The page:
Karl Costello, Athletic Director, Niles North High School, Skokie, IL

Among Costello's most significant achievements as the creator of a Development Zone is expanding his school's positive coaching initiative to encompass feeder schools and youth sports organizations. That way, by the time athletes and their families arrive at Niles North, they understand what is required to maintain and contribute to advancing the school's educational-athletic culture. That's not easy in light of the 90-plus languages spoken within the school district and so many families adapting to American high school sports culture.


Marmion Dambrino, Athletic Director, Houston Independent School District, Houston, TX

Dambrino (far right, clapping) is a tireless champion of the Development Zone she is creating in Houston's public schools. The focus is raising both the level of competitive performance of student-athletes and a recognition of the importance of character and sportsmanship. Ejections and other sportsmanship-related issues continue to drop drastically under her guidance.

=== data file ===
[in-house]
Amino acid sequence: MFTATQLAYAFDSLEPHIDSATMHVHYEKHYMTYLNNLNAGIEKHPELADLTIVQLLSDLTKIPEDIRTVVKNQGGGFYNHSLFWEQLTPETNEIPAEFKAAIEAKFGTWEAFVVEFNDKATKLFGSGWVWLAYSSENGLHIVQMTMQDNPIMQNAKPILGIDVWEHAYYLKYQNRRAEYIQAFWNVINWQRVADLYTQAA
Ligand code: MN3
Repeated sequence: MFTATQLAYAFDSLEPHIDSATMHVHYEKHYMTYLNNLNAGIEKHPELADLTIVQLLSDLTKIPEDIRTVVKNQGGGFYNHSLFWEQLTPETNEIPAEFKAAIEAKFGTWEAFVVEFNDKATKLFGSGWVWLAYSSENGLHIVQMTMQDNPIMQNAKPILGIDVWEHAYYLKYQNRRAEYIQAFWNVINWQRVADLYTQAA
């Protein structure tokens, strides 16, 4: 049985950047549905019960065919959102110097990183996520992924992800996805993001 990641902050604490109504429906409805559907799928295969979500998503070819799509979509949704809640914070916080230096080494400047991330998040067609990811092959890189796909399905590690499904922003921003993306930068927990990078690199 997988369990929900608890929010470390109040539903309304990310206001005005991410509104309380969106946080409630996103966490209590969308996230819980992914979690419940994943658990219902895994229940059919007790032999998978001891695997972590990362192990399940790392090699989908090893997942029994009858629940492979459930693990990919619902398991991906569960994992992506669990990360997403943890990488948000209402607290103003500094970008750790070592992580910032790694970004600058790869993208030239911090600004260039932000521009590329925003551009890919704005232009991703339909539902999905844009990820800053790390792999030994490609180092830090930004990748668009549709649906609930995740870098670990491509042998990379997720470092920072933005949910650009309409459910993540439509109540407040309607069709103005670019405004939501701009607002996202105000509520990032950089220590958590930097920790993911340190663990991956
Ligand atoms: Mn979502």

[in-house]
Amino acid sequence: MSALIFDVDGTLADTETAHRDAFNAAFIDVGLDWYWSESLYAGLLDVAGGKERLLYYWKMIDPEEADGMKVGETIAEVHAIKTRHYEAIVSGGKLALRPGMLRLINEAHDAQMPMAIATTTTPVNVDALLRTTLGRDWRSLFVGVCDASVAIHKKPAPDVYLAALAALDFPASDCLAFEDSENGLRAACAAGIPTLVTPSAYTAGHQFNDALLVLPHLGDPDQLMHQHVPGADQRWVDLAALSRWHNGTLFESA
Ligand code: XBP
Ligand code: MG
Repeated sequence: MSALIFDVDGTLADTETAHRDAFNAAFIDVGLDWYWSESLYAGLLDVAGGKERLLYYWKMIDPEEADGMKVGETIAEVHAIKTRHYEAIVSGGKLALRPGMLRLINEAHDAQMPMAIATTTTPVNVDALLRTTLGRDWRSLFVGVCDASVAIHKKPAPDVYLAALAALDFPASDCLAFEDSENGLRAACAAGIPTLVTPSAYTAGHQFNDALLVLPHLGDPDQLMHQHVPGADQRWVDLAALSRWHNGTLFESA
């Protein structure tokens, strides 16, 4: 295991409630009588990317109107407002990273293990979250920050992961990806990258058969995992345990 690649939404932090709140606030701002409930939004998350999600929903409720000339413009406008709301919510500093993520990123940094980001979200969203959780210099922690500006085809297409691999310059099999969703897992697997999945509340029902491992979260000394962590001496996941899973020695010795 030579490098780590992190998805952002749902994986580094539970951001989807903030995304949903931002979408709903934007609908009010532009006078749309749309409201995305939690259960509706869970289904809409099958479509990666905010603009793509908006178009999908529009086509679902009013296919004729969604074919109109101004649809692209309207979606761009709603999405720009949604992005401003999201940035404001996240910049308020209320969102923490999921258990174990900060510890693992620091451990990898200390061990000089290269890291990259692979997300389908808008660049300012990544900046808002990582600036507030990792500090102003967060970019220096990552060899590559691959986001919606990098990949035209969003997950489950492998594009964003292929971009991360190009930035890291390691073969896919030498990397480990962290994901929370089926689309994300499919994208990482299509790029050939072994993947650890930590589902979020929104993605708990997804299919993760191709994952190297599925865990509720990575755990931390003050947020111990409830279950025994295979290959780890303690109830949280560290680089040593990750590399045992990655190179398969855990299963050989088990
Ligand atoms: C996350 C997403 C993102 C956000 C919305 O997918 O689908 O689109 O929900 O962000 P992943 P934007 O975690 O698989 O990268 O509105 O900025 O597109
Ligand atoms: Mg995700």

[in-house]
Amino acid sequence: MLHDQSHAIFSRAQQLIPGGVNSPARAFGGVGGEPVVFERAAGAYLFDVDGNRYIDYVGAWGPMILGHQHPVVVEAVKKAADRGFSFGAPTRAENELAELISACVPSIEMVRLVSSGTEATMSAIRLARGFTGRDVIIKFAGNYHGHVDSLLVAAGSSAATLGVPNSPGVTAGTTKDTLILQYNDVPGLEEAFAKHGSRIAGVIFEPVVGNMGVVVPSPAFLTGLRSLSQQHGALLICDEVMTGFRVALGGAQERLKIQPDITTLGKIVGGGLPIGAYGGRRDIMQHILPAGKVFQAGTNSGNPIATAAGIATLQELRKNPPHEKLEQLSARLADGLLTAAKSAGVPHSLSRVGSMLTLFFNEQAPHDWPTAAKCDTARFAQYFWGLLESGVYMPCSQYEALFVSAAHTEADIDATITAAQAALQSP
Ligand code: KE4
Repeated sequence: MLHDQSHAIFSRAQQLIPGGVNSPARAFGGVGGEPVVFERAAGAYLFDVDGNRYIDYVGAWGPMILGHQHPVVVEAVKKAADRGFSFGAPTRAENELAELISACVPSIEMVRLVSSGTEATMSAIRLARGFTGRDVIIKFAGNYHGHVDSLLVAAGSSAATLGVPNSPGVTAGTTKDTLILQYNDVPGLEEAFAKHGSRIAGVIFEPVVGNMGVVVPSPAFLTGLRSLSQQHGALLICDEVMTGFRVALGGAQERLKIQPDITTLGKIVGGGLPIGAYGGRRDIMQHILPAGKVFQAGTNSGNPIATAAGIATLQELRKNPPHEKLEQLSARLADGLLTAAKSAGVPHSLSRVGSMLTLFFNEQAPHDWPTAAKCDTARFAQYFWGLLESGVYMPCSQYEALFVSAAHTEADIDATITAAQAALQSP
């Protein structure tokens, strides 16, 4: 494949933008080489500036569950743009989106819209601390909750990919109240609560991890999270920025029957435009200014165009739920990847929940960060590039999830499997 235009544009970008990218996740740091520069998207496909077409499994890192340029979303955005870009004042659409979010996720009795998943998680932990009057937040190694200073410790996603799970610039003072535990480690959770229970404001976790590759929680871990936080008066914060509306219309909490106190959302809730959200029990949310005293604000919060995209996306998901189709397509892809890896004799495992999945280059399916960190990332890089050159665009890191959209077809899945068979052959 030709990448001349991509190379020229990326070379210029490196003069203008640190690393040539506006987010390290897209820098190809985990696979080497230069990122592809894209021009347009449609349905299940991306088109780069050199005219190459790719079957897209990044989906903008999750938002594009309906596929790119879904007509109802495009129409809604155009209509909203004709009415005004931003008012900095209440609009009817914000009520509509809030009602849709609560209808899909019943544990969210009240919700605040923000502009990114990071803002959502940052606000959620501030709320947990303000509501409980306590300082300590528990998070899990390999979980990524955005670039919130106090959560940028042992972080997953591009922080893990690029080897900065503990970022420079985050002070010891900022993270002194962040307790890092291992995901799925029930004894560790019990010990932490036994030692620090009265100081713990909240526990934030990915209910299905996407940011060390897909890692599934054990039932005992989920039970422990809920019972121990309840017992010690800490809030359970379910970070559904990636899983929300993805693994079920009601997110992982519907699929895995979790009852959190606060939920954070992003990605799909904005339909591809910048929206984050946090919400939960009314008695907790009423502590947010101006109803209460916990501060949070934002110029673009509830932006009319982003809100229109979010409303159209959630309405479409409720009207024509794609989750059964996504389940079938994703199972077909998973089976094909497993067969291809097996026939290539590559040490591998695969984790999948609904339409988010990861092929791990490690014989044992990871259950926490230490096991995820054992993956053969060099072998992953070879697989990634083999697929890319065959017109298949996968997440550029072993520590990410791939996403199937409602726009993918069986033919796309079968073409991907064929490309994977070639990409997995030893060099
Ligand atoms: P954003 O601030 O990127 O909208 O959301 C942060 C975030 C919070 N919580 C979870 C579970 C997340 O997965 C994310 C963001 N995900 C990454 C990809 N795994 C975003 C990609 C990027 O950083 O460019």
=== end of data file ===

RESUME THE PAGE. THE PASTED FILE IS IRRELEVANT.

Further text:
Ken Harkenrider, Athletic Director, Canterbury School, Fort Wayne, IN

Harkenrider (near left) brings new meaning to the concept of "message bombardment" explored in Developing Better Athletes, Better People. From Honor the Game banners flying high to a gym floor emblazoned with that same PCA catch-phrase, Harkenrider makes sure to spread the message that Canterbury is a Development Zone. (Ticket stubs and popcorn bags also carry printed reminders.)